Austin-Travis County Emergency Medical Services has a rep as one of the best services in the country. But after years of structural problems – highlighted by recent suicides – its own personnel might call it the worst.
In 2008, the average fire in Lawrence caused $18,936 in property damage compared to a state average of $8,435.
Healthcare and social service workers face significant risks of job-related violence and it is OSHA’s mission to help employers address these serious hazards. This publication updates OSHA’s 1996 and 2004 voluntary guidelines for preventing workplace violence for healthcare and social service workers. OSHA’s violence prevention guidelines are based on industry best practices and feedback from stakeholders, and provide recommendations for developing policies and procedures to eliminate or reduce workplace violence in a range of healthcare and social service settings.
These guidelines reflect the variations that exist in different settings and incorporate the latest and most effective ways to reduce the risk of violence in the workplace. Workplace setting determines not only the types of hazards that exist, but also the measures that will be available and appropriate to reduce or eliminate workplace violence hazards.
For the purpose of these guidelines, we have identified five different settings:
■ Hospital settings represent large institutional medical facilities;
■ Residential Treatment settings include institutional facilities such as nursing homes, and other long-term care facilities;
■ Non-residential Treatment/Service settings include small neighborhood clinics and mental health centers;
■ Community Care settings include community-based residential facilities and group homes; and
■ Field work settings include home healthcare workers or social workers who make home visits.
Indeed, these guidelines are intended to cover a broad spectrum of workers, including those in: psychiatric facilities, hospital emergency departments, community mental health clinics, drug abuse treatment centers, pharmacies, community-care centers, and long-term care facilities. Healthcare and social service workers covered by these guidelines include: registered nurses, nurses’ aides, therapists, technicians, home healthcare workers, social workers, emergency medical care personnel, physicians, pharmacists, physicians’ assistants, nurse practitioners, and other support staff who come in contact with clients with known histories of violence. Employers should use these guidelines to develop appropriate workplace violence prevention programs, engaging workers to ensure their perspective is recognized and their needs are incorporated into the program….
Source: Bruce J. Perlman, State and Local Government Review, Vol. 47 no. 1, March 2015
Taken together, the two articles in this issue of the State and Local Government Review’s (SLGR) Governance Matters (GM) section might be said to be as much about the management of emergence as they are about emergency management. Although both articles focus on the administrative practice of emergency management in state and local governments, they do so without focusing on suddenly developing crisis events or predetermined, agency-based reaction to them. Rather, they emphasize slowly developing, less specific (yet potentially as disastrous in the long run) occurrences like climate change as well as broad-based, decentralized (although likely as sound) possibilities for developing responses. They combine the ideas of emergency and emergence in a unique way….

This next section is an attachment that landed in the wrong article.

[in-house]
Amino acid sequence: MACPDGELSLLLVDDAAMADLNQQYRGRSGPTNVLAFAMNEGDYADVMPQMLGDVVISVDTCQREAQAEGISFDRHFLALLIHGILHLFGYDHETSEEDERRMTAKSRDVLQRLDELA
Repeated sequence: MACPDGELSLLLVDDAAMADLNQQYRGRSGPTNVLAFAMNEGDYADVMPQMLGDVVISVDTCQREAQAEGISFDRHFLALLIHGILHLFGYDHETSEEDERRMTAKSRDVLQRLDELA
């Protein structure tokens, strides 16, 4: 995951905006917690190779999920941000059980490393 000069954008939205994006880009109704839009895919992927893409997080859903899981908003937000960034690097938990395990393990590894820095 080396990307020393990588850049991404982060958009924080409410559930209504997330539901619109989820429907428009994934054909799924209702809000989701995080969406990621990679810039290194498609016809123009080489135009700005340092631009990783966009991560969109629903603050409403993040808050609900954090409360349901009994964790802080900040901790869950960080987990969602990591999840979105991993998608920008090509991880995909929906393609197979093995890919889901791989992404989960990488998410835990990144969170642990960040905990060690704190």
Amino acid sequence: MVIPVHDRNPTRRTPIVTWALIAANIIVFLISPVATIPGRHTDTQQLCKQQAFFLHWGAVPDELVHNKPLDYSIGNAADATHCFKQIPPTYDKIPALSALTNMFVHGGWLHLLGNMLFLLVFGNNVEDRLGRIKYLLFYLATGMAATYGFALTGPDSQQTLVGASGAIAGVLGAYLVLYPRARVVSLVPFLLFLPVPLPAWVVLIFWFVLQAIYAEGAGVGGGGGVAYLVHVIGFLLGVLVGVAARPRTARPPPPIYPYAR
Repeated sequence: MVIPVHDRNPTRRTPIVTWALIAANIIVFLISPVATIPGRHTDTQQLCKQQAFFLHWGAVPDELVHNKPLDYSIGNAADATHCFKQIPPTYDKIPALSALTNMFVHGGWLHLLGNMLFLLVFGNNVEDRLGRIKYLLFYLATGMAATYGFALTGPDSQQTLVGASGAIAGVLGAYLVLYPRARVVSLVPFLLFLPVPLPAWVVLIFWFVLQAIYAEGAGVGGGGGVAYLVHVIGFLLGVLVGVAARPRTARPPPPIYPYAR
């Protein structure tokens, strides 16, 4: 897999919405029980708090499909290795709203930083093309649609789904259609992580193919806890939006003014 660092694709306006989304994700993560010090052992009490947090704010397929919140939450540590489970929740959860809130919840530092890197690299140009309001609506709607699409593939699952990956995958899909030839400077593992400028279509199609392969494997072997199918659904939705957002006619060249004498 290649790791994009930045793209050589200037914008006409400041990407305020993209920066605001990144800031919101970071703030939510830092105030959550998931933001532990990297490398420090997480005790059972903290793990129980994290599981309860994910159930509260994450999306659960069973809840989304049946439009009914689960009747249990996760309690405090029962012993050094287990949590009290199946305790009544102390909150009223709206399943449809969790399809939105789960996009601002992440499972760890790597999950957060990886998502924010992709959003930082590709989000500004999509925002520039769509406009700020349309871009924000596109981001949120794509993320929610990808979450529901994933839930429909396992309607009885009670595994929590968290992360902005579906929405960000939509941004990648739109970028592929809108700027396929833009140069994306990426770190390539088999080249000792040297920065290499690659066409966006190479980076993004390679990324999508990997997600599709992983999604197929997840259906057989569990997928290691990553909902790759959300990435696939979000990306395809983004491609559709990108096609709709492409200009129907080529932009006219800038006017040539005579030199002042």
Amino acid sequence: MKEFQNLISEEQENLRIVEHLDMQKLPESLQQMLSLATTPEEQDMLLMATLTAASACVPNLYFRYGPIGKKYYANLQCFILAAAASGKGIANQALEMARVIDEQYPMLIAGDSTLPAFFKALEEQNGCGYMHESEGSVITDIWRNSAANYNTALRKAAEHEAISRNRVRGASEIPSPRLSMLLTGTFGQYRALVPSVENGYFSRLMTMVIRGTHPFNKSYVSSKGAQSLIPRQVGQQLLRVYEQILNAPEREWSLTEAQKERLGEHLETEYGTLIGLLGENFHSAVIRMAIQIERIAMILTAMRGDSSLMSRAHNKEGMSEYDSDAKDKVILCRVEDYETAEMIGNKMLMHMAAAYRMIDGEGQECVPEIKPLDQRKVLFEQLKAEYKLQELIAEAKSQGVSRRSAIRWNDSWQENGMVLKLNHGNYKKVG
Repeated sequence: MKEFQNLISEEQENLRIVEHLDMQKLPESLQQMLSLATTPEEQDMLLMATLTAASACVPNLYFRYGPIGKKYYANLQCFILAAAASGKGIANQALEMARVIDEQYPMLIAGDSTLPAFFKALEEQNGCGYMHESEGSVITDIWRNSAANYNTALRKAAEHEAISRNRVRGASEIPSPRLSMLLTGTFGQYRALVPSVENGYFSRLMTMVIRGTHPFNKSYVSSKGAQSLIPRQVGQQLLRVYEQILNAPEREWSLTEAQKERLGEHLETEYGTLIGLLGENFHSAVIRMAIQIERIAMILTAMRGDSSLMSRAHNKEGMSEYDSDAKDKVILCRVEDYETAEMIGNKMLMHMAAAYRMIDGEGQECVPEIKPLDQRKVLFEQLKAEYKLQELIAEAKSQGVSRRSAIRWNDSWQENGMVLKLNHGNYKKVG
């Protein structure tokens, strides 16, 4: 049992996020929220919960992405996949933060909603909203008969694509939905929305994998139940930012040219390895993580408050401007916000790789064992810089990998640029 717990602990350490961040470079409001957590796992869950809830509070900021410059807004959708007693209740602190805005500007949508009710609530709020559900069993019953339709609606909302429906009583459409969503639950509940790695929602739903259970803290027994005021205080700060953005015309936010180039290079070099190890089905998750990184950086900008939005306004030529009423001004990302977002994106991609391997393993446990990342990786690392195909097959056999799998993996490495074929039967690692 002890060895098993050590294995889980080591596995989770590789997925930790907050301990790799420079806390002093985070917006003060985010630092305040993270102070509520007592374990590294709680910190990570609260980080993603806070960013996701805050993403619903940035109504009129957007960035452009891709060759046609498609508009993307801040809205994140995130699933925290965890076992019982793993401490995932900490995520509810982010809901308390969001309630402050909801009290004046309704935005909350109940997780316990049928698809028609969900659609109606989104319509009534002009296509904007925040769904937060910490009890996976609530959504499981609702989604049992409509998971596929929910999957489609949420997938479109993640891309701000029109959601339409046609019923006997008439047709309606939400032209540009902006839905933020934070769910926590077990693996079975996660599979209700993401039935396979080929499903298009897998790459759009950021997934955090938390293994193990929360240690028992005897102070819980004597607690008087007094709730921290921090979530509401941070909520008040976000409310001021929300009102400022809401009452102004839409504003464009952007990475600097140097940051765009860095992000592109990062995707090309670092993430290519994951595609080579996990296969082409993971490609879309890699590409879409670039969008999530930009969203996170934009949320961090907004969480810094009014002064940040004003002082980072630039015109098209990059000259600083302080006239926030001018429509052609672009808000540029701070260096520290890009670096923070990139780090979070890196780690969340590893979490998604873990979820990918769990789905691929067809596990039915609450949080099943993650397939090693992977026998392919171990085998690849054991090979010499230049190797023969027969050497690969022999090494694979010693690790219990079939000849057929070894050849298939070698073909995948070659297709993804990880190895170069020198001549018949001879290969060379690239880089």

Local Governments and Climate Change in the United States: Assessing Administrators’ Perspectives on Hazard Management Challenges and Responses
Source: Brian J. Gerber, State and Local Government Review, Vol. 47 no. 1, March 2015
From the abstract:
Local governments in the United States have become central actors in addressing climate change as a hazard management challenge. Using evidence from a purposive sample of 10 U.S. cities, this article examines how local government officials view climate change in hazard vulnerability terms, what motivates local efforts in this area, and how officials initiate internal collaboration and external stakeholder outreach. The findings suggest level of hazard risk does influence a city’s efforts to address climate change, as does resource availability. In contrast, geographic location and associated hazard type (drought vs. flooding) does not appear to be a key driver of a municipality’s actions in this domain. Further, the results point to how addressing the climate hazard and improving commitment to emergency management is relevant to increasing community resilience for future emergencies and disasters.
Embracing Crowdsourcing: A Strategy for State and Local Governments Approaching “Whole Community” Emergency Planning
Source: Jesse A. Sievers, State and Local Government Review, Vol. 47 no. 1, March 2015
From the abstract:
Over the last century, state and local governments have been challenged to keep proactive, emergency planning efforts ahead of the after-the-disaster, response efforts. After moving from decentralized to centralized planning efforts, the most recent policy has returned to the philosophy that a decentralized planning approach is the most effective way to plan for a disaster. In fact, under the Obama administration, a policy of using the “whole community” approach to emergency planning has been adopted. This approach, however, creates an obvious problem for state and local government practitioners already under pressure for funding, time, and the continuous need for higher and broader expertise—the problem of how to actually incorporate the whole community into emergency planning efforts. This article suggests one such approach, crowdsourcing, as an option for local governments. The crowdsourcer-problem-crowd-platform-solution (CPCPS) model is suggested as an initial framework for practitioners seeking a practical application and basic comprehension. The model, discussion, and additional examples in this essay provide a skeletal framework for state and local governments wishing to reach the whole community while under the constraints of time, budget, and technical expertise.